4 seals, 4 spouts, 4 valves
2 24mm breast shields and 2 28mm breast shields.
4 bra adjusters
2 micro USB charging cables
2-year warranty for the Hub, 90-day warranty for the washable parts
2 carry bags
2 modes (stimulation and expression) and 7 suction intensity settings
Infrared (IR) energy sensor monitors milk volume in the bottle
Automatically starts in stimulation mode and switches to expression mode after two minutes or if the sensor detects let-down
Sensor detects when the milk container is full and automatically stops pumping
Free app links to each pump through Bluetooth so you can actively monitor milk while pumping, see your stats for past sessions, and check output levels. The app also works as a remote to start or pause pumping, switch intensity settings, and change to expression or stimulation mode.
Manual controls on each pump to start and pause pumping and change intensity levels
Though it’s marketed as a “silent” breast pump, the sound is noticeable – though significantly quieter than other pumps.
FSA/HSA funds-compatible and reimbursable by many insurance companies
What it’s like to use the Elvie Pump
Out of the box, it took me less than a half-hour to get everything set up. Both pumps were fully charged in about two hours.
The first time I used the Elvie, it took me a few tries to get the nipple alignment right, but now I can literally assemble and place it on in the dark. When I started pumping, it felt too good to be true. Compared to the traditional electric breast pump I’d been using, the Elvie felt downright invisible.
It’s incredibly effective. I went from pumping for 15 to 20 minutes every two to three hours to pumping a full feeding of 5 ounces on each breast in around five minutes. While I prefer to use the manual controls on the Hub, the app is handy if you need to switch back and forth between stimulation and expression modes, which cannot be controlled manually.
One of the most clever features is the IR energy sensor that automatically pauses pumping when the milk container is full. Knowing I can just pop the pump in and let it do the rest has been invaluable. It’s also easy to switch out the milk container when pumping is paused and the easy-pour spout prevents messes. I also like that you can easily see the milk container on the Elvie (unlike the Willow Pump), so I can peek to make sure the milk is actually flowing and readjust the pump or settings to ensure milk flow.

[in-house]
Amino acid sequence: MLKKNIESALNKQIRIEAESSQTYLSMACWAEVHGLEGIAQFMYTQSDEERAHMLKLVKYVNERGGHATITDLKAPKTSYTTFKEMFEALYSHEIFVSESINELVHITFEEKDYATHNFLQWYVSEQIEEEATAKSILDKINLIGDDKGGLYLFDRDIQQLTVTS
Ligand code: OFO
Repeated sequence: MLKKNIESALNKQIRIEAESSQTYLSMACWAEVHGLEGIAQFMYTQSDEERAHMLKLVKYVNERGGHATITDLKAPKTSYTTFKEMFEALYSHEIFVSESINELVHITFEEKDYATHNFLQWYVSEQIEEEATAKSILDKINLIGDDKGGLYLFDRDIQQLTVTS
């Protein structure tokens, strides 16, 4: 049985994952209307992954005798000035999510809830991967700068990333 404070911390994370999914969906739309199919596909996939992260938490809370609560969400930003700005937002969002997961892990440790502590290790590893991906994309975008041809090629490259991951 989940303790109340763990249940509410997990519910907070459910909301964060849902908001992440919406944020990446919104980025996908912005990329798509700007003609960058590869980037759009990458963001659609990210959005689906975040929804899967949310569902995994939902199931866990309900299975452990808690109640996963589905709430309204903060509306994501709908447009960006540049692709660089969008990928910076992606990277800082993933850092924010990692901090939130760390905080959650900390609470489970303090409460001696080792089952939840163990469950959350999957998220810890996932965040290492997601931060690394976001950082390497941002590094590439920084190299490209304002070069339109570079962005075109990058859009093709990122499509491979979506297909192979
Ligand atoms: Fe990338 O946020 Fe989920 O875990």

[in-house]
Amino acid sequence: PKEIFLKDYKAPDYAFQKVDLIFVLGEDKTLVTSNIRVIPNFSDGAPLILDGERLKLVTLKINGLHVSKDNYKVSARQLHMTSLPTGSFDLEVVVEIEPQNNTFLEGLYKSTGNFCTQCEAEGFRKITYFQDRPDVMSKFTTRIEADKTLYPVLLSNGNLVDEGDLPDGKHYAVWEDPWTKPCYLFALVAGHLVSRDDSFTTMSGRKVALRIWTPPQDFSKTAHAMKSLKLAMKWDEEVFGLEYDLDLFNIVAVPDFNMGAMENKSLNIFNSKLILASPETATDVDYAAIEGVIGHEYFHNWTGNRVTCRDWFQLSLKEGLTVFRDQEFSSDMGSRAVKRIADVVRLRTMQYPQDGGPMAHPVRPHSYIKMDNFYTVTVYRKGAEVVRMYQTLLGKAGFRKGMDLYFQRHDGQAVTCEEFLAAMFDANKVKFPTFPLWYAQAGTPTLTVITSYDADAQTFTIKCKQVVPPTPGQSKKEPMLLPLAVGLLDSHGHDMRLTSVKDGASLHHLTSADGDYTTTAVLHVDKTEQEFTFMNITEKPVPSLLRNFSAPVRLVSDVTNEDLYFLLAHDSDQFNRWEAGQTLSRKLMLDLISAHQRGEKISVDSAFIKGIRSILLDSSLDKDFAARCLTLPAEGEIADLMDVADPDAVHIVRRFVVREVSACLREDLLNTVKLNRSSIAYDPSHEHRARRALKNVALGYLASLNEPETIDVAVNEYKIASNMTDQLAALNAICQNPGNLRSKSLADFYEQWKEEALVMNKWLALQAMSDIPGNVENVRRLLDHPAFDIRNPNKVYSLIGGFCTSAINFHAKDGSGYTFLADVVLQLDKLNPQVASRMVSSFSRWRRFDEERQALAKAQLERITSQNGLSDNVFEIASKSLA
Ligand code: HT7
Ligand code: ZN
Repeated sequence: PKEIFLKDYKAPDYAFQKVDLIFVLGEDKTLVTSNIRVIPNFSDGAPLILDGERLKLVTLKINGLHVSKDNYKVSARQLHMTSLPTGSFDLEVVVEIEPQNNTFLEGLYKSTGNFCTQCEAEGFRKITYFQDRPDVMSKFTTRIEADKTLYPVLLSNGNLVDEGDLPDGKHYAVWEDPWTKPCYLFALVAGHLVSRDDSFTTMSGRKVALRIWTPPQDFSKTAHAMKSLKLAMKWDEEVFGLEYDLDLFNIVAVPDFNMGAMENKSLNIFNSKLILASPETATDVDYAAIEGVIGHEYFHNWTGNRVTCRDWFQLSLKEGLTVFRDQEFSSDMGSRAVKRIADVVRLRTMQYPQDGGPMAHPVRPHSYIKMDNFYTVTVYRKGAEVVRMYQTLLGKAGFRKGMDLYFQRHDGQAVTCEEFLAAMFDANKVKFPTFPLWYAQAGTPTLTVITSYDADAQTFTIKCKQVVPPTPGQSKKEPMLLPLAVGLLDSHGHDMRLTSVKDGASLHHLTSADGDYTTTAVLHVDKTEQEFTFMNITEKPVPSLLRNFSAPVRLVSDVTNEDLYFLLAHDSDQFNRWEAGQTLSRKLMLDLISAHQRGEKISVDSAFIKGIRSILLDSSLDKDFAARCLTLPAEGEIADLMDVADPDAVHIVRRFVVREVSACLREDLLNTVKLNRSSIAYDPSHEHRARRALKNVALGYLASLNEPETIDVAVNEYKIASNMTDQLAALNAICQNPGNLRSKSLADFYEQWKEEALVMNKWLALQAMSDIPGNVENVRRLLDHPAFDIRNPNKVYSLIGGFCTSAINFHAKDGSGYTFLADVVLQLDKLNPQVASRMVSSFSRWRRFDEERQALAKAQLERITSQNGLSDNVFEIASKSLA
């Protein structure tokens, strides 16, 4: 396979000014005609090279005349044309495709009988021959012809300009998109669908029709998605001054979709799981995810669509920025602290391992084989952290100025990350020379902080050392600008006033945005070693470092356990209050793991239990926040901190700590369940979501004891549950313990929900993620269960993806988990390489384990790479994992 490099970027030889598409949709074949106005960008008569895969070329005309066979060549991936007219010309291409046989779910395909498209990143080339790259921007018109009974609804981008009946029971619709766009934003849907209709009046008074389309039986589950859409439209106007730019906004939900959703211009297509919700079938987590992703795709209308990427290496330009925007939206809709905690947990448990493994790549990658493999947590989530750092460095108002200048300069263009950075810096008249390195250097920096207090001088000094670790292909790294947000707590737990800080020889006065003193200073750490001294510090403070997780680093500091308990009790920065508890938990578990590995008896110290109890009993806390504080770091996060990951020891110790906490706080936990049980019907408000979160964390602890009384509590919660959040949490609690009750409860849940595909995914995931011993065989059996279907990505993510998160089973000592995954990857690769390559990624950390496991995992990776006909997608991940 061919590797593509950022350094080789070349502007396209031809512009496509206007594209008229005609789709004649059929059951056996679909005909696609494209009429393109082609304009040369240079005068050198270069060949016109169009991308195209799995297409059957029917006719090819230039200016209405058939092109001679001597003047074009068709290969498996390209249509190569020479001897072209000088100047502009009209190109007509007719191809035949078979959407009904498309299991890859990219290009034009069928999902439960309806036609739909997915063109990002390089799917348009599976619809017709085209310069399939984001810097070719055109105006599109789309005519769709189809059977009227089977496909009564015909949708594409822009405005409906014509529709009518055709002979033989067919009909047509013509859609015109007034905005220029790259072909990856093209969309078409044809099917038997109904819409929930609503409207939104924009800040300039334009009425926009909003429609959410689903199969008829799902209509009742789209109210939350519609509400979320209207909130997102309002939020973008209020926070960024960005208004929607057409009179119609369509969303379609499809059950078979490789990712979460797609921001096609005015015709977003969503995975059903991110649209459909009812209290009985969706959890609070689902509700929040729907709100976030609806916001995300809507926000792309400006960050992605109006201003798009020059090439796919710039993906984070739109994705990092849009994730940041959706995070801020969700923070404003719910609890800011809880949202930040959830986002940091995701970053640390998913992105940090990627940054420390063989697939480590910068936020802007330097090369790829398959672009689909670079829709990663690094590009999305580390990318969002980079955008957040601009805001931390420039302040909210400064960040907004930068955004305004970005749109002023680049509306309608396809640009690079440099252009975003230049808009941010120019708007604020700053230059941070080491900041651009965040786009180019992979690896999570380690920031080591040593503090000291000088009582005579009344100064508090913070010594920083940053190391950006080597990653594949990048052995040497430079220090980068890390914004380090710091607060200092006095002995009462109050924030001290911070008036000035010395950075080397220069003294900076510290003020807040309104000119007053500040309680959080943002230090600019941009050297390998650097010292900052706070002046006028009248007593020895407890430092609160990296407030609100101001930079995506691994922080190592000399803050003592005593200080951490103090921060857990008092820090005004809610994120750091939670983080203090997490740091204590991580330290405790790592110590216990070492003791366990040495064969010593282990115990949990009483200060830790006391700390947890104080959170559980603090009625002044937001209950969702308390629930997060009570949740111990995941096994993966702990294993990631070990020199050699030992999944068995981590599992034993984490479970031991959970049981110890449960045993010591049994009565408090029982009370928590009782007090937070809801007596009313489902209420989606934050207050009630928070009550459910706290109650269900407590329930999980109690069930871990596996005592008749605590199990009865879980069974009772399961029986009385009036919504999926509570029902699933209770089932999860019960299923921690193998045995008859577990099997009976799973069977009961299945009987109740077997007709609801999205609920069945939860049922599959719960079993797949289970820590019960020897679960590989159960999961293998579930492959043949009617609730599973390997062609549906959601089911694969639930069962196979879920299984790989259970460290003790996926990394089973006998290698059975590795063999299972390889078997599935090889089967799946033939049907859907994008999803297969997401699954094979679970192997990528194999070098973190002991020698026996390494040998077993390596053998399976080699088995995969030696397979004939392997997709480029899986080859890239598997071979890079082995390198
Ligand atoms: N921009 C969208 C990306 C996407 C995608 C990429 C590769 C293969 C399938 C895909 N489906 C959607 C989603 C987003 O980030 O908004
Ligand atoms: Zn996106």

The battery charge lasts me through almost a whole day of pumping, which is typically four times a day.
How to clean the Elvie Pump
Aside from the Hub, everything is dishwasher safe on the top rack or can be cleaned and sterilized in boiling water or a microwave sterilizer. Just make sure all of the parts are completely dry before using them again – I’ve found that if the breast shield seals are even slightly wet, it will affect the suction.
The Hub itself should only be wiped clean with a damp cloth. I occasionally have some milk splash up onto the Hub and into its crevices but have found a soft toothbrush works to gently remove any dried milk.
Notes on milk overflow
Initially, I had some issues with milk overflow. Milk would back up into the plastic on the Hub, making it difficult to clean. After reaching out to customer service via email, I learned the brand released a firmware upgrade (1.7.0) in October 2019 to improve the milk volume algorithm and increase the accuracy of the overflow sensor. Since upgrading my firmware, my overflow issue has completely resolved.
If users experience overflow, aside from getting in touch with customer service, the representative suggested wearing a dark-colored bra or shirt, as the color contrast helps the auto-sensor detect the lighter-colored milk.
A company representative said all data is kept totally private and not shared with third parties. Their website provides full details on how the data is stored anonymously. If you choose to operate the pumps manually without the app, be sure to open it periodically to check for software updates.
The downsides are very small in relation to how much I love this pump. I wish it came with a sturdy carrying case instead of two small velvet-like drawstring bags that aren’t at all practical for carrying the pumps.
Second, the Elvie isn’t completely discreet. The pumping sound and the lights on the hub – which can’t be turned off – are definitely noticeable. The lights shine through most of my shirts, and while it’s a lot quieter than any other pump I’ve used, if you’ve ever pumped before and happen to be sitting near me, you’ll definitely know what’s going on. I’d feel comfortable using it in a noisier location where the sound would be masked, but not in a quiet setting.
The bottom line
If you’ll be pumping for any regular amount of time, the Elvie wearable breast pump is worth the investment. It truly gave me my life back, taking the hour-long feeding process with my baby down to minutes and giving me the freedom to pump on the go. I can enjoy the extra time I have with my baby and provide her with breast milk with confidence – a win-win.